Lessons I've Learned
David Campbell- Backs of Houses and Church, Early Spring
Believe in yourself! Not long after I opened my first gallery in Boston, my confidence waned. I began to doubt my own judgment. I was busy with my art consulting business and I knew I did that well, but a gallery, the director that was a different story. I reached out to John Arthur, someone I knew and trusted and asked him to curate a show for the gallery. Of course it was an instant success, he was knowledgeable, important, an author, an artist, a curator. The next show he did was again well received, why not, he knew so much about the art world. But then the reality set in, I couldn't do this forever and still be the director of the gallery, I had to begin to trust my own judgment.
I had begun to collect the work of an artist that I thought was remarkable; a talented realist, a masterful technician, and his work resonated with me emotionally. I reached out to David Campbell, the artist I was collecting and invited him to exhibit in the gallery. I offered him a one-person show the following month. I really believed in him and felt confident that others would respond favorably.
That afternoon John Arthur walked into the gallery, looked around carefully, walked over to me and said, You've made a huge mistake, David is not ready to show his work much less a one-person show. He didn't stop there, he went on, he said his watercolors need work. The show was due to open in three hours, I was devastated. John was the author of the Richard Estes book, he curated the Alfred Leslie show for the Museum of Fine Arts in Boston, and he was an accomplished curator sharing his thoughts with me. What was I to do? It was too late, I was dead!
My gallery at the time was at 10 Post Office Square in Boston. I walked up the stairs, out the front door and headed toward Faneuil Hall. As I approached the crowded Marketplace, I quickly found a bench and sat down. Leaning over, I put my head in my hands and began to sob. I was finished. I should never have trusted my judgment, what was I thinking? I telephoned an old friend and as I explained the situation, he tried to calm me down, he told me not to listen to John, to trust my own taste, "walk back into the gallery with your head held high and greet the guests with confidence" he said. Even if I wasn't convinced he was right, I needed to hear his comments.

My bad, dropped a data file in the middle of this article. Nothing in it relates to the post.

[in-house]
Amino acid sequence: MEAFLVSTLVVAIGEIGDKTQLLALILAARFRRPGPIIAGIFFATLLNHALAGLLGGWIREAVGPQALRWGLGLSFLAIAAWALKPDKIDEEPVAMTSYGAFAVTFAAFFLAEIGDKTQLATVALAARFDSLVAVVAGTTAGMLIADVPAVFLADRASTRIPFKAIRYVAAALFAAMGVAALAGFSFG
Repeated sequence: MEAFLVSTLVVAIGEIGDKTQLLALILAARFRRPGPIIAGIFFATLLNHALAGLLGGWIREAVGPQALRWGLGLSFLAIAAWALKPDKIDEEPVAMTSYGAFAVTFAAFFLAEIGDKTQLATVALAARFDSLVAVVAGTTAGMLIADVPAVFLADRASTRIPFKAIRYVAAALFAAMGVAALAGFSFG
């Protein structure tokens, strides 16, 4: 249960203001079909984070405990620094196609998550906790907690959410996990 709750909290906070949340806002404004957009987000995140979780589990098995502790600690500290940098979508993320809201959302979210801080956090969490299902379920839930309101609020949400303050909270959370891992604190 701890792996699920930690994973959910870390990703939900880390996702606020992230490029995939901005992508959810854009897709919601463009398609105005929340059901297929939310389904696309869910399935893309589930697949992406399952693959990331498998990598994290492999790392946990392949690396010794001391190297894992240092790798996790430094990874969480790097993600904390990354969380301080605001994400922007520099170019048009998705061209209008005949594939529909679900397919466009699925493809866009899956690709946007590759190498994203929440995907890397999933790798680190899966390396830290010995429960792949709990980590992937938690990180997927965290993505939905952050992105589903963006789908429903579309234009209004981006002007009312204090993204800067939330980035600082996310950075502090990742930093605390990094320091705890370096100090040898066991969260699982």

I walked slowly back to the gallery, stopped by the ladies room to fix my face and wipe away the tears. When I finally entered the gallery, my staff was busy preparing the food and wine. We chatted a bit about where to place the guest book and I heard the door to the gallery open. Looking up, I saw Cliff Ackley, the print and drawing curator from the Boston Museum of Fine Arts. He was descending the stairs and walked straight over to two large watercolors on the back wall. Several minutes later, he walked over to me and said: "How much are those two hanging on the back wall?" I gave him the price, we negotiated for a few minutes, said to send the museum an invoice and left as quickly as he arrived. A proud smile broke out on my face, my friend was right, why didn't I know to trust my own taste?
Above is one of the two paintings purchased by theÂ Museum of Fine Arts, Boston